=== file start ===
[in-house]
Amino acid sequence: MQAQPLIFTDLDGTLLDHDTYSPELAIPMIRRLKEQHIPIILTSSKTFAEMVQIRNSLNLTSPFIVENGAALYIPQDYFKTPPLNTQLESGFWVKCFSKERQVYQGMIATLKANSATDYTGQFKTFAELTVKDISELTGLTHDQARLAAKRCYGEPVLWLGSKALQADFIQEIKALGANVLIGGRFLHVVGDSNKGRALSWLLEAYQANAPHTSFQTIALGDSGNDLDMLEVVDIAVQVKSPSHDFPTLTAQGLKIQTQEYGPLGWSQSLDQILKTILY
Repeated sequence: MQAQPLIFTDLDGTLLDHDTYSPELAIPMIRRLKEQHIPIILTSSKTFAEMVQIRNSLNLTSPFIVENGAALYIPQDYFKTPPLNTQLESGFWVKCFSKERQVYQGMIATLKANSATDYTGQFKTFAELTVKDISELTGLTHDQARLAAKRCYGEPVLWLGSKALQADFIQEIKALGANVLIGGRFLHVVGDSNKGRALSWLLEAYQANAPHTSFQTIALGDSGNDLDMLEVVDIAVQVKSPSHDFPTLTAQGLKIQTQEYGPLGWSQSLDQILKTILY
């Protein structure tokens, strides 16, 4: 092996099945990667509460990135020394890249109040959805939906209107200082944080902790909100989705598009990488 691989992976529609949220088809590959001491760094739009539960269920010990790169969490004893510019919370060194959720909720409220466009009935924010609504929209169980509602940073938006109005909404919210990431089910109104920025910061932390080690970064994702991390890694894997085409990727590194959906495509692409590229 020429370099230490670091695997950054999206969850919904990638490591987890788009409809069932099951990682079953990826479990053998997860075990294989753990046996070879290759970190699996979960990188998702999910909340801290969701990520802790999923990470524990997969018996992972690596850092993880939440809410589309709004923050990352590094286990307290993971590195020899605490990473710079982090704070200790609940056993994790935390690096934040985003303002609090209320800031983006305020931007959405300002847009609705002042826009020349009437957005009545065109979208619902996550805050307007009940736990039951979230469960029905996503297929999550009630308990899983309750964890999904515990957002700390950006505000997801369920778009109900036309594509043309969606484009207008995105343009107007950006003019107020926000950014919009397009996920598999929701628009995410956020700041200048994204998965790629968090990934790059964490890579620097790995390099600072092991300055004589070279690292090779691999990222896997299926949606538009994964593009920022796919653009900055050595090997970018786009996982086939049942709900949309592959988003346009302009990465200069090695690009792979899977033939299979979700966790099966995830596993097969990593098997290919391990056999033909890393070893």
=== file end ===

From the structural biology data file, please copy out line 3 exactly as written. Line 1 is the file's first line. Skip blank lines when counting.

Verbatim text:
Repeated sequence: MQAQPLIFTDLDGTLLDHDTYSPELAIPMIRRLKEQHIPIILTSSKTFAEMVQIRNSLNLTSPFIVENGAALYIPQDYFKTPPLNTQLESGFWVKCFSKERQVYQGMIATLKANSATDYTGQFKTFAELTVKDISELTGLTHDQARLAAKRCYGEPVLWLGSKALQADFIQEIKALGANVLIGGRFLHVVGDSNKGRALSWLLEAYQANAPHTSFQTIALGDSGNDLDMLEVVDIAVQVKSPSHDFPTLTAQGLKIQTQEYGPLGWSQSLDQILKTILY